Inevitably, tensions between Crow and the remaining members of the group began to arise, especially when Crow was asked on Late Show with David Letterman in March 1994 if the song "Leaving Las Vegas" was autobiographical, for which she offhandedly agreed even though it was actually written by Baerwald and based on the book by his friend John O'Brien. As a result, several members of the Tuesday Music Club group felt betrayed, and O'Brien himself committed suicide not long after. Nevertheless, O'Brien's parents insisted that Crow had nothing to do with the tragedy, noting that he "was just mad about it [...] But the problems that drove him toward the end were – you know, that's a long, long bloody trip."
After Tuesday Night Music Club, Crow wanted to prove her authority as a musician. According to her, "My only objective on this record was to get under people's skin, because I was feeling like I had so much shit to hurl at the tape." Work on the new album began at Toad Hall in Pasadena, California, the same studio where Tuesday Night Music Club was recorded, but sessions were soon relocated to New Orleans, Louisiana because Crow "was feeling ghosts in that room". Bottrell was designated to produce the record and co-wrote three songs that would appear on the album, but eventually left because he could not sort out his differences with Crow. As a result, Crow took over production duties and wrote most of the songs alone or with only one collaborator. She also played most of the instruments on the album, including bass and guitar work and nearly all the keyboard parts. Although most of the album was recorded at Kingsway Studio in New Orleans, Crow returned to California where she could finish it at The Sound Factory and Sunset Sound in Los Angeles.Audio mastering took place at Gateway Mastering Studios in Portland, Maine.
Musically, Sheryl Crow was described as a combination of rock, blues, alternative rock, country, folk, and light hip hop loops. Unlike its predecessor, it also features a more off-balance production and a richer instrumentation, with "lots of fuzz, wurlitzer, hammond, moog. Nothing extreme, perhaps, but almost psychedelic when joined to big mainstream melodies", one critic explained. The album covers topics of American life, relationship breakups, and moralism, among others. For example, "Home" is a folk ballad where Crow recounts the emotional difficulties of a deteriorating relationship, while "Superstar" deals with a woman fantasizing about stardom. The song "A Change Would Do You Good", which features hand claps and organ licks, is about the need to escape a constricted life.
The opening track, "Maybe Angels", was described as "a cryptic ode to UFOs and government conspiracies that plays like an X-Files theme song." Crow explained that the song is "an extraterrestrial yarn that finds Kurt Cobain joining John Lennon in heaven's winged choir". The track "Redemption Day" is a protest against the US indifference to the Bosnian War. It was inspired when Crow visited the country as part of a USO trip with Hillary and Chelsea Clinton. The song was later covered by Johnny Cash, appearing on his 2010 posthumous record American VI: Ain't No Grave. The track "Hard to Make a Stand" references abortion, while "Love Is a Good Thing" criticizes Walmart's gun sales policy with the lyrics "Watch out sister/Watch out brother/Watch our children as they kill each other/with a gun they bought at the Wal-Mart discount stores." The song caused some controversy, resulting in Walmart banning sales of the album at their stores.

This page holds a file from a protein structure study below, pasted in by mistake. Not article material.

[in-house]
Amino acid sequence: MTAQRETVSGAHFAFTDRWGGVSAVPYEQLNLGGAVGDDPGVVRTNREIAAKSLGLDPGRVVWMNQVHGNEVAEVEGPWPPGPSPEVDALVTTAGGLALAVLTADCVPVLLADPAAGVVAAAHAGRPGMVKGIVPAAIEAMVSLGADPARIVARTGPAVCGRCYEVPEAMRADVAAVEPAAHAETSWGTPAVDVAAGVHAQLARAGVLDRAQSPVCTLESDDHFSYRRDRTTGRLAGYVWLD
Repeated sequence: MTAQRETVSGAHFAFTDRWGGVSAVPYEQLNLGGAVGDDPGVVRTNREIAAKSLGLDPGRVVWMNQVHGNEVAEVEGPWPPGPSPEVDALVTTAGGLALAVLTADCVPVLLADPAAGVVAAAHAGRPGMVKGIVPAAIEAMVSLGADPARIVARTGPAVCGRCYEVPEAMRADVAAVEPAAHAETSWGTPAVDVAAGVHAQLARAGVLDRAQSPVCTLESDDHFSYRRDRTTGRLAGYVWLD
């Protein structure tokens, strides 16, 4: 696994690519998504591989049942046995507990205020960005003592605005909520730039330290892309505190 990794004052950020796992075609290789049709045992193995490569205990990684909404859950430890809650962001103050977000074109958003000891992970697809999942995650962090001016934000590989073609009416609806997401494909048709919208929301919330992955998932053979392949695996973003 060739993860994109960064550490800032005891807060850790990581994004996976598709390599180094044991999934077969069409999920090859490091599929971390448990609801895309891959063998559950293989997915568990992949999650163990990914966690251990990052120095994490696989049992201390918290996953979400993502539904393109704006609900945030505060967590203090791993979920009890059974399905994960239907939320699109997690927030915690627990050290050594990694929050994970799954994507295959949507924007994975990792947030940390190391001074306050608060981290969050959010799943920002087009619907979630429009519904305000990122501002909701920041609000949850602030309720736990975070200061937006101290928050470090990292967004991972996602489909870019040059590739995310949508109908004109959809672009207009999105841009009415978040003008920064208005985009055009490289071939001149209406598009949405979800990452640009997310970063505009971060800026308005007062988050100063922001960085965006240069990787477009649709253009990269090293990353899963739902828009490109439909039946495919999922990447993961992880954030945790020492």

Unlike other songs from the album, "If It Makes You Happy" has a simple verse–chorus form, but underwent different arrangements before being turned into a rock song. According to musician Jeff Trott, who co-wrote the song along with Crow, "It started off as a twangy, David Lynch-esque sort of thing. Then [...] we played it like punk rock, really fast, as well as country and funky. You know, you get a song and put clothes on it to see what looks good and what doesn't, and usually when you find the right one it's pretty obvious. With that song it was real obvious!" Trott initially wrote the song when he was in Pete Droge's band, but Crow added a second verse and strengthened the melody.Sheryl Crow also has contributions by notable musicians. For example, "Sweet Rosalyn" features saxophone by Steve Berlin of Los Lobos, while "Everyday Is a Winding Road" features harmony vocals by Neil Finn of Crowded House.
Sheryl Crow was released on September 24, 1996. The album reached No. 6 on the US Billboard Top 200 chart and, as of January 2008, sold 2.4 million units in the U.S. according to Nielsen SoundScan, being certified 3× platinum. In the United Kingdom, Sheryl Crow reached No. 5 on the UK Albums Chart and was certified 3× platinum. A special edition of the album, entitled Sheryl Crow - Signature Tour Edition, was released Australia and Japan in 1997. It contains the bonus tracks "Sad Sad World" and an alternate version of "Hard to Make a Stand" as well as a bonus CD with six songs recorded live at Shepherd's Bush Empire in London on the November 26, 1996. This 2CD set was also released as Sheryl Crow - Special Edition in the United Kingdom in 1997.
Sheryl Crow received general acclaim from most music critics. Eric Weisbard of David Fricke of Spin praised the album's production, stating that the record "goes much further" than its predecessor and that its "bigger beats and dirtier guitar/keyboard effects [work] well with Crow's literate hippie-chick persona". David Browne of Entertainment Weekly stated similar pros, commenting: "If there's such a thing as a professional lo-fi album, Sheryl Crow is it." Writing for Rolling Stone, editor David Fricke highlighted the single "If It Makes You Happy", but criticized "Hard to Make a Stand" for its similarity to "Tumbling Dice" by the Rolling Stones and "Sweet Jane" by the Velvet Underground.